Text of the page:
Episode Three — Hell Is Empty
There was a lot riding on the final episode of Before the Storm, because while I thought the second was rather good there was still a wide gulf left between where the characters were at the end of the episode, and where we know they end up in Life is Strange. Episode three, Hell is Empty, seems like it wasn’t sure if it wanted to close that gap or not.
The episode picks up immediately where the last left off, as James Amber explains to Rachel that her birth mother isn’t the woman who raised her but is in fact a junkie named Sera who has been taking money in exchange for staying away, and James has been hiding this fact for Rachel’s entire life. Sera turned up after a year staying sober because she wants to meet Rachel. Rachel has confused feelings about the entire thing.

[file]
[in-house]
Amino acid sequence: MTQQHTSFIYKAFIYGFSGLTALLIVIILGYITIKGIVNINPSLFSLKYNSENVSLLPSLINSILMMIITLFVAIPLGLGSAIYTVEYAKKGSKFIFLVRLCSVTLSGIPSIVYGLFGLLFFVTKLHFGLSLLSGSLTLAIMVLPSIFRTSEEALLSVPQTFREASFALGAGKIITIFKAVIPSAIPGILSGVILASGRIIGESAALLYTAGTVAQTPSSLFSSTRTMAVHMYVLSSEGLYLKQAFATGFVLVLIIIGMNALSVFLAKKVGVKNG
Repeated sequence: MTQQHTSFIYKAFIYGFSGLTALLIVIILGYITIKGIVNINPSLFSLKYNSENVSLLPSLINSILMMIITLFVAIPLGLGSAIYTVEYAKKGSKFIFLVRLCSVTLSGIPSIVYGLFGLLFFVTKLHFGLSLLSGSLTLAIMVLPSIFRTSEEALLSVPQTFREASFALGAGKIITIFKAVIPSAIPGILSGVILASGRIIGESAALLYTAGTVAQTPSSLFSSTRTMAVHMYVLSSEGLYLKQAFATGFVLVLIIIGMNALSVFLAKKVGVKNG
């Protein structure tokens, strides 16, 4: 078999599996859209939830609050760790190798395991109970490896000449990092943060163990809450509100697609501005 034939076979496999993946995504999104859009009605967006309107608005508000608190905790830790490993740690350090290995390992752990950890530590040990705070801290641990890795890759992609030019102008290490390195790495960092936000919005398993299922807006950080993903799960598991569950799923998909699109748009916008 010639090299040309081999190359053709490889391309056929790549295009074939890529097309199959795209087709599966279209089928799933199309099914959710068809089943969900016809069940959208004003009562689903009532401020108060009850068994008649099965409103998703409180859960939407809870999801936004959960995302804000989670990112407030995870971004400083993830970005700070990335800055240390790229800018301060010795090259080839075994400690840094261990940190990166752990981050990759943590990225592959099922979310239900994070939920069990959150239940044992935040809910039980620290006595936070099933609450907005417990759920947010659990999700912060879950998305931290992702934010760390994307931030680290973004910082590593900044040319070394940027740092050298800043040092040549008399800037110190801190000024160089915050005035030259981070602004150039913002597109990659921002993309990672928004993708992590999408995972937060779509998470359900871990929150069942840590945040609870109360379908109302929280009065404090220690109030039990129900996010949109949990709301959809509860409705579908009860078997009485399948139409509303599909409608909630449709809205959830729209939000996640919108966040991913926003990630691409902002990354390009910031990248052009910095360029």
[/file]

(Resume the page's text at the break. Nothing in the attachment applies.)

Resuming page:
From there the episode loses focus. James Amber whiplashes from a buttoned up no-fun sinister dad to being kind and considerate to Chloe, and then right back through again. Chloe and Rachel try to find Sera, resulting in a dangerous confrontation that puts Rachel in hospital, leaving Chloe to do even more dangerous legwork by herself. I’m sure Rachel is meant to be a more sympathetic character, but I find her annoying and manipulative even at her lowest ebb – and even if she doesn’t always realise she’s doing it. Unfortunately the only person to agree with me is Eliot Hampden (who has turned up only sparsely in the game to make it clear he still has a crush on Chloe), but rather than explain this to Chloe calmly he treats us to a possessive, phone destroying, nice-guy meltdown that comes out of nowhere and I was not prepared for. This is presumably bad news for whoever set up the Eliot Hampden Twitter account.